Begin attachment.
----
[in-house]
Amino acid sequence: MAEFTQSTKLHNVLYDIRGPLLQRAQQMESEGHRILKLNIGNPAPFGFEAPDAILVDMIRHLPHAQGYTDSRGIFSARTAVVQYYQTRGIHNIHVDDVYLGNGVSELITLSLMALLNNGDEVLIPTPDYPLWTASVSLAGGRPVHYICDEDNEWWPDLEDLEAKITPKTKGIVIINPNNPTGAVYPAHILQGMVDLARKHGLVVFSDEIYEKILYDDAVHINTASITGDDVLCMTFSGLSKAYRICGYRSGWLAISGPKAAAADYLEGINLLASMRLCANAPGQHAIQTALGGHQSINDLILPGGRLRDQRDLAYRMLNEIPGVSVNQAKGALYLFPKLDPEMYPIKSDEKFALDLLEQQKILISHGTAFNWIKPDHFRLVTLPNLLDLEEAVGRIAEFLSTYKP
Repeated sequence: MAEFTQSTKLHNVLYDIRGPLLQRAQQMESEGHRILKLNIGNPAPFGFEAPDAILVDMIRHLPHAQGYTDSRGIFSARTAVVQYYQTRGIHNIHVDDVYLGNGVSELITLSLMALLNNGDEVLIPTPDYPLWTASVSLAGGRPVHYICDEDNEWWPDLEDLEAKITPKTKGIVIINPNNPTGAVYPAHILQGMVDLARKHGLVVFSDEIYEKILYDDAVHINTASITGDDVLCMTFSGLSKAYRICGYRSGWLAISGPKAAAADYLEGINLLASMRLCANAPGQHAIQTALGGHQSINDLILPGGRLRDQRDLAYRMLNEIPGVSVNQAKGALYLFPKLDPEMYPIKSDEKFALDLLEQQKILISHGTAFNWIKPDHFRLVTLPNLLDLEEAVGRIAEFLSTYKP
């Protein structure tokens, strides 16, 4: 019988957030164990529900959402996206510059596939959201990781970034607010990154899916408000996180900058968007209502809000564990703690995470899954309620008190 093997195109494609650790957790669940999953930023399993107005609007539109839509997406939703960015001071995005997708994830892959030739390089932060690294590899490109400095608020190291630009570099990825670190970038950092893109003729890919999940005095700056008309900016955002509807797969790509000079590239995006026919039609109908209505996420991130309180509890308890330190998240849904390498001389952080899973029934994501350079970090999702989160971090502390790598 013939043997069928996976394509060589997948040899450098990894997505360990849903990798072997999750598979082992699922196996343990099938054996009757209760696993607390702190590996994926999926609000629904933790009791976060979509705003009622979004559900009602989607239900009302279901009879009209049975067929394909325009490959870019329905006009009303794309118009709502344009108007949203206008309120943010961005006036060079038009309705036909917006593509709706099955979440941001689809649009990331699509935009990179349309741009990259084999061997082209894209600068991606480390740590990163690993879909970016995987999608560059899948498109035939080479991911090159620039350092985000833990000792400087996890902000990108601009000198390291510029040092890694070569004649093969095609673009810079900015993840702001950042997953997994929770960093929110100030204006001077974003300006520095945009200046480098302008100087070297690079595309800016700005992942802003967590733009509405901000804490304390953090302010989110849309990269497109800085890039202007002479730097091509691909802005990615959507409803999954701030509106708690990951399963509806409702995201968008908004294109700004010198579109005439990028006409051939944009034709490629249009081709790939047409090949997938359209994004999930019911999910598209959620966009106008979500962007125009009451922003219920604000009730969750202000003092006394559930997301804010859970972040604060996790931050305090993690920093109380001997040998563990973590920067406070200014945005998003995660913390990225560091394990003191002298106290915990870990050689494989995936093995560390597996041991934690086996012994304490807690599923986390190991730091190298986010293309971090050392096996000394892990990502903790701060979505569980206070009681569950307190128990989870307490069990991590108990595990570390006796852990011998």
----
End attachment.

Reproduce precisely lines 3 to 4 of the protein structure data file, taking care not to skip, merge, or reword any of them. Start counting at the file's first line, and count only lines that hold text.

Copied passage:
Repeated sequence: MAEFTQSTKLHNVLYDIRGPLLQRAQQMESEGHRILKLNIGNPAPFGFEAPDAILVDMIRHLPHAQGYTDSRGIFSARTAVVQYYQTRGIHNIHVDDVYLGNGVSELITLSLMALLNNGDEVLIPTPDYPLWTASVSLAGGRPVHYICDEDNEWWPDLEDLEAKITPKTKGIVIINPNNPTGAVYPAHILQGMVDLARKHGLVVFSDEIYEKILYDDAVHINTASITGDDVLCMTFSGLSKAYRICGYRSGWLAISGPKAAAADYLEGINLLASMRLCANAPGQHAIQTALGGHQSINDLILPGGRLRDQRDLAYRMLNEIPGVSVNQAKGALYLFPKLDPEMYPIKSDEKFALDLLEQQKILISHGTAFNWIKPDHFRLVTLPNLLDLEEAVGRIAEFLSTYKP
């Protein structure tokens, strides 16, 4: 019988957030164990529900959402996206510059596939959201990781970034607010990154899916408000996180900058968007209502809000564990703690995470899954309620008190 093997195109494609650790957790669940999953930023399993107005609007539109839509997406939703960015001071995005997708994830892959030739390089932060690294590899490109400095608020190291630009570099990825670190970038950092893109003729890919999940005095700056008309900016955002509807797969790509000079590239995006026919039609109908209505996420991130309180509890308890330190998240849904390498001389952080899973029934994501350079970090999702989160971090502390790598 013939043997069928996976394509060589997948040899450098990894997505360990849903990798072997999750598979082992699922196996343990099938054996009757209760696993607390702190590996994926999926609000629904933790009791976060979509705003009622979004559900009602989607239900009302279901009879009209049975067929394909325009490959870019329905006009009303794309118009709502344009108007949203206008309120943010961005006036060079038009309705036909917006593509709706099955979440941001689809649009990331699509935009990179349309741009990259084999061997082209894209600068991606480390740590990163690993879909970016995987999608560059899948498109035939080479991911090159620039350092985000833990000792400087996890902000990108601009000198390291510029040092890694070569004649093969095609673009810079900015993840702001950042997953997994929770960093929110100030204006001077974003300006520095945009200046480098302008100087070297690079595309800016700005992942802003967590733009509405901000804490304390953090302010989110849309990269497109800085890039202007002479730097091509691909802005990615959507409803999954701030509106708690990951399963509806409702995201968008908004294109700004010198579109005439990028006409051939944009034709490629249009081709790939047409090949997938359209994004999930019911999910598209959620966009106008979500962007125009009451922003219920604000009730969750202000003092006394559930997301804010859970972040604060996790931050305090993690920093109380001997040998563990973590920067406070200014945005998003995660913390990225560091394990003191002298106290915990870990050689494989995936093995560390597996041991934690086996012994304490807690599923986390190991730091190298986010293309971090050392096996000394892990990502903790701060979505569980206070009681569950307190128990989870307490069990991590108990595990570390006796852990011998």